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Monday, 20 April 2015 GMT
Author: Staveley Head

Gigabytes, bandwidth, servers. All words that the older among us have seen enter the lexicon over the last few decades. The young, of course, don’t know any different. More and more of our lives are going online, whether we like it or not. And who doesn’t want to save some time or and make life easier?

We can do almost everything for our cars online too – short of getting it physically repaired. You can buy your insurance online and the age-old paper tax disc has been chucked for an electronic system. You can even pay your traffic fines online that’s if the not guilty plea you submitted electronically wasn’t agreed with.

Breaking down no longer involves awkwardly explaining where you are when you’ve no idea yourself – now you just whip your phone out, press a button, and a GPS satellite will do the rest.

There’s also a lot less waiting around for the post to arrive (we all know how long it can take to receive official forms) so by instantly sending and receiving information we do save a lot of time. And this is particularly useful if you’ve got a fleet of vehicles as all that paperwork is now drastically cut down.

All hail digital, right? Well, maybe we shouldn’t be too hasty. For a start, if you’re not so computer savvy – or just hate the things – you could feel like you’re being left behind. The old fashioned options are still there for the most part, but how long until they’re phased out altogether? Some people may feel like they’re being left behind.

Then there’s the technology itself. All of our data is being stored electronically, simultaneously making it more and less safe. Backups and encryptions are certainly advantageous, but that can mean nothing when laptops are left on trains or security processes aren’t followed. Human error is still a very real factor, while hackers are an ever-present threat.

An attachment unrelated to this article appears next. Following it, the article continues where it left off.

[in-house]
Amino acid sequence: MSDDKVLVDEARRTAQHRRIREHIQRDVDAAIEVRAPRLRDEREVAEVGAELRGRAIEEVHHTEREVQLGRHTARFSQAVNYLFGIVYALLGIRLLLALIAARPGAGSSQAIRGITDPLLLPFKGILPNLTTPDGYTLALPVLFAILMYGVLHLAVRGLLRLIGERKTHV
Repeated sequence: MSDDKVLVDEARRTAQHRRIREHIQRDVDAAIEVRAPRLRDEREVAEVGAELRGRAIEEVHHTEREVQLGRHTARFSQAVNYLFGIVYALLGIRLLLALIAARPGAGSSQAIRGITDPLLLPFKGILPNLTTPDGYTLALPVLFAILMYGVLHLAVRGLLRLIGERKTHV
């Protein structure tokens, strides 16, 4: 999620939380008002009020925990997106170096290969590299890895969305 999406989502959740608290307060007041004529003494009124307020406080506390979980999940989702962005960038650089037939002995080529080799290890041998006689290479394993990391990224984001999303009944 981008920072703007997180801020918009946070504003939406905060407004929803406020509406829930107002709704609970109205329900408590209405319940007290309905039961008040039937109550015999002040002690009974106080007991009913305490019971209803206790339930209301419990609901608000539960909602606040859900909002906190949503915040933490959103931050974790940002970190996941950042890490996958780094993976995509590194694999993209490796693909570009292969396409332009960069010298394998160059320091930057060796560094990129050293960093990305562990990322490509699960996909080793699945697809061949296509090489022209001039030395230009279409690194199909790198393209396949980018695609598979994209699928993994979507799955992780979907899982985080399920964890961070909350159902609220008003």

It also brings a sense of losing control. Not only do some of us enjoying having the paperwork right there in front of us, the electronic process is something few fully understand. It all feels a bit abstract when we’re told our “information is stored securely on the cloud”. Paper and filing cabinets may not be better, but at least we can see them and work them ourselves.

Another issue is that even if you’re happy to do everything online, sometimes you just won’t be able to. When the new car tax system website crashed, thousands were unable to access the service and were left unable to drive. These problems are impossible to plan for and can take ages to fix. Suddenly the Post Office seems pretty dependable…

All in all, there are upsides and downsides. It’s progress that’s more convenient most of the time, but completely useless when it breaks down. In the end, it won’t really matter. There really is no going back as companies save so much money going online and by the time the next generation are adults, it’ll all seem completely normal.

So what do you think? Should we stop worrying about the past and accept the future, or are the new options simply not ready yet? Are we ready for a fully digital world or are we sleepwalking into a nightmare?

 

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